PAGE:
Surely the business owners have some social responsibility to the area where the business is situated, if a building is not used it could become an environmental hazard to those living beside it, or a godawful eyesore as are many privately owned sites in Dublin, if the the site was in a more affluent area there would be lots of strongly worded letters to Irish times about it and maybe some tut-tuting, they’ll protesting if it storted affecting house prices though..

    2. classter

      ‘if someone buys it, its their business what they do with it’

      it is not so simple.

      Empty buildings cause all sorts of problems for the community in their environs – dead space, haunt for criminals, look ugly, etc.

      1. Murph Mikey

        Classter – thats not the owners problems you listed there….thats social problems. Not the owners fault if the local scum are criminals or if they look unattractive….

        1. Iwerzon

          Its the owners fault if their property is not secure. No one has the right to buy property/land and sit on it when there is destitution and need around them. Use it or loose it!!!!

  5. rotide

    Calling the guys ‘goons’ is as bad as calling the squatters ‘scum’

    The squatters may well be ‘much loved’ in the community but at the end of the day they are there illegally on private property. They can’t really have much complaints if they’re moved on.

  6. Verbatim

    There is such a thing as squatters’ rights, believe it or not, and I think that’s what they are “complaining” about.

    1. Anomanomanom

      Easy solution don’t use goons. Hire about 10 people who actually know how to do the job. I gurentee these scumbags would beg to leave the “squat”. I had similar(much smaller though) problems and got it sorted fairly easily.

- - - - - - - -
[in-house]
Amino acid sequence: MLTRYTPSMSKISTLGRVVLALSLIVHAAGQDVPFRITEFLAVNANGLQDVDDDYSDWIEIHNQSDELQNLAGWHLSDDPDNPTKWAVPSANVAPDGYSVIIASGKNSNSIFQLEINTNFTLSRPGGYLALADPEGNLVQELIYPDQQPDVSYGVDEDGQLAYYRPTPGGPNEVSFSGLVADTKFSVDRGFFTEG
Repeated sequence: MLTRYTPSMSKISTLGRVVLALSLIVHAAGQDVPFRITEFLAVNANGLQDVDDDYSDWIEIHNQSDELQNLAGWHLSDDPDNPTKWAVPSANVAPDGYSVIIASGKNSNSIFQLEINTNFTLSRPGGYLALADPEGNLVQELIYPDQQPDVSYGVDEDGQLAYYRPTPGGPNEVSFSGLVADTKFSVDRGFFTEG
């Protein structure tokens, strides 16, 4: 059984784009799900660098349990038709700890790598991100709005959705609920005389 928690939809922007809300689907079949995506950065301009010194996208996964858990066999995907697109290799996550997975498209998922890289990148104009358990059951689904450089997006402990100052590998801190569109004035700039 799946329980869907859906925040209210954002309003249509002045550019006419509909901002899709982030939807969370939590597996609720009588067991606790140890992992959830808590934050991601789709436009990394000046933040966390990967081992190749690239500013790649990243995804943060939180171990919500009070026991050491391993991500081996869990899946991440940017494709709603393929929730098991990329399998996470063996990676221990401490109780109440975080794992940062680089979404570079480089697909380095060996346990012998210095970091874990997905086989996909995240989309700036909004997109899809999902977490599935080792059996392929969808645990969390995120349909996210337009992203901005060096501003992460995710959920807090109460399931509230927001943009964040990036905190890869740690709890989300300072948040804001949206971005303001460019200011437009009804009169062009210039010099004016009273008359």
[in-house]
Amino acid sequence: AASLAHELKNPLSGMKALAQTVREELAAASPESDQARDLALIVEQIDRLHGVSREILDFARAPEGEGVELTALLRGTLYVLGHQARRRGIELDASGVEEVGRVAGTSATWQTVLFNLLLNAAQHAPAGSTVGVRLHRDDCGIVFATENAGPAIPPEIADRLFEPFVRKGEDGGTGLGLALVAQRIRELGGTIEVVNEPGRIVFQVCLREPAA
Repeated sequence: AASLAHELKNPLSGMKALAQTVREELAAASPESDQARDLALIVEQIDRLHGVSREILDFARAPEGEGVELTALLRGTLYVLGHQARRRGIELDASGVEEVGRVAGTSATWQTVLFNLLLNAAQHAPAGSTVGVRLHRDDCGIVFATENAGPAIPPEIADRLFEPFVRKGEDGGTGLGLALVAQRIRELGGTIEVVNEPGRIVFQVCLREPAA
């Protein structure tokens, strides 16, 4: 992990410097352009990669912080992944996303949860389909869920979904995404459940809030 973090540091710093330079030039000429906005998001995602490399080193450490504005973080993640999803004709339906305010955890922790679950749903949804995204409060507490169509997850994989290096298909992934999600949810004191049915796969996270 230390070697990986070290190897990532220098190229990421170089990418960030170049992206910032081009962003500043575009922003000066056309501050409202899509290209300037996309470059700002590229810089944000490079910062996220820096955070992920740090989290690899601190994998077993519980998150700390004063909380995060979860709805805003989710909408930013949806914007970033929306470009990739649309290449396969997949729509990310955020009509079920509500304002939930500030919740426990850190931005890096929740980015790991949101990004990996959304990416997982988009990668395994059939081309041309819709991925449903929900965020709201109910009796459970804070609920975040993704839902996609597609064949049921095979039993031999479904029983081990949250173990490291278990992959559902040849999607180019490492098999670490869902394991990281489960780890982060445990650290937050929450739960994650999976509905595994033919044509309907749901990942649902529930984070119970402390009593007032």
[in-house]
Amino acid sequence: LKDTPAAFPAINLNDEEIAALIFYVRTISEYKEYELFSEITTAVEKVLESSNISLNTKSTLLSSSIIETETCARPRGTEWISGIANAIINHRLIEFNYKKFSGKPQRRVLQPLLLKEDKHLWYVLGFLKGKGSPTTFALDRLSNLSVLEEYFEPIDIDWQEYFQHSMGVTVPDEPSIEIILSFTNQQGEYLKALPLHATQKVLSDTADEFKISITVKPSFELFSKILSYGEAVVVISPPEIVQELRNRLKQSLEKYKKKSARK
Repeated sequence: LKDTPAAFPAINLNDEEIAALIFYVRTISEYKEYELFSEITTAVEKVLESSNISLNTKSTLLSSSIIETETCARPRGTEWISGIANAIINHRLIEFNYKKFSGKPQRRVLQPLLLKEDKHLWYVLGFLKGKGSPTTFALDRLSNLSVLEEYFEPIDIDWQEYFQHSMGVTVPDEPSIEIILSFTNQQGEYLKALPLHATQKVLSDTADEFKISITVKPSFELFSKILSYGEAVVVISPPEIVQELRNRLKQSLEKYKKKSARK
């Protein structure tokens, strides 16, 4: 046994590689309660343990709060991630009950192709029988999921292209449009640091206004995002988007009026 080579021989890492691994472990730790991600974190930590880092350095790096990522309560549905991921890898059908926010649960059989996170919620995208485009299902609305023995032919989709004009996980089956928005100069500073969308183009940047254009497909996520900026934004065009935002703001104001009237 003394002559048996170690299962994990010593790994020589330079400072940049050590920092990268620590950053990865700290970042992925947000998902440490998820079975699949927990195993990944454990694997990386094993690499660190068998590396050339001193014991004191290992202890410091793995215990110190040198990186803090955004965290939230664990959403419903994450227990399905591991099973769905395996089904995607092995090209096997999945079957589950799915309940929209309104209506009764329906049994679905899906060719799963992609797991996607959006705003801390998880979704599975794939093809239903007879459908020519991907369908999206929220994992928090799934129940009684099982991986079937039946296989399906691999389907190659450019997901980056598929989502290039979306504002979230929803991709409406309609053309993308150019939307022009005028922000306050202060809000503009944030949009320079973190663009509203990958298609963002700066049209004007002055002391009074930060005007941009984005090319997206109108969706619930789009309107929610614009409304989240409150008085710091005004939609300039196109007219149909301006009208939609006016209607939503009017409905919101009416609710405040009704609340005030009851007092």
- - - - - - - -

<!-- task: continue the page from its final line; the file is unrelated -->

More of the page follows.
2. dav

      doesn’t matter to profit before people crowd. they just want property developers and bankers back in charge again.

    3. Harry Molloy

      Squatters rights is a common term for Adverse Possession.

      A qucik google of how it applies in Irish law will tell you that you need to be in possession of a property for 12 years, and that the original owner will have made no effort to reclaim the property, in order for legal ownership to be transferred.

  7. Tish Mahorey

    Which does more damage to a city?

    A: Squatters living and working in vacant sites, bringing activity and security to derelict streets which otherwise become no-go areas with illegal dumping and dangerous structures.

    B: Greedy speculators who don’t live locally, leaving large areas vacant for years, denying local residents a good quality vibrant neighbourhood with more residents and active businesses?

    1. Rob_G

      Grand job – I will come and occupy a bit of your backgarden that you don’t get much use out of with some of my crusty mates, and we’ll see if you begin to believe in property rights then.

      1. Dόn 'The Unstoppable Force' Pídgéόní

        The neighbours of the squat seem to prefer the squat over having a big empty space attracting all kinds of trouble

        “Crusty mates” – good one there. Just as funny as saying goons. Have you claimed they are all on welfare yet?

        1. Rob_G

          They seem to have a lot of spare time, all the same.

          If they did have jobs, that would raise a bigger question: why should they get to live there for free, when someone across the street is paying upwards of €1k a month to rent an apartment? I wonder if they are paying for their electricity, water, etc., or they feel the same way about paying for utilities as they do about property rights.

          1. Dόn 'The Unstoppable Force' Pídgéόní

            People don’t work 24 hours though do they? And if some don’t work maybe they do more jobs there? I mean, think about it rather than writing things off. And no, I don’t think they are all angels of virtue either.

            They are squatting because [read anything they have said about it]. You might think they are doing it just to avoid paying rent, they would argue they have a bigger goal to try and achieve. Just because they have a different view to you doesn’t make them so bunch of crusty hippies, especially when you end up talking about the same things like rents being too high or people not being able to buy houses or start families.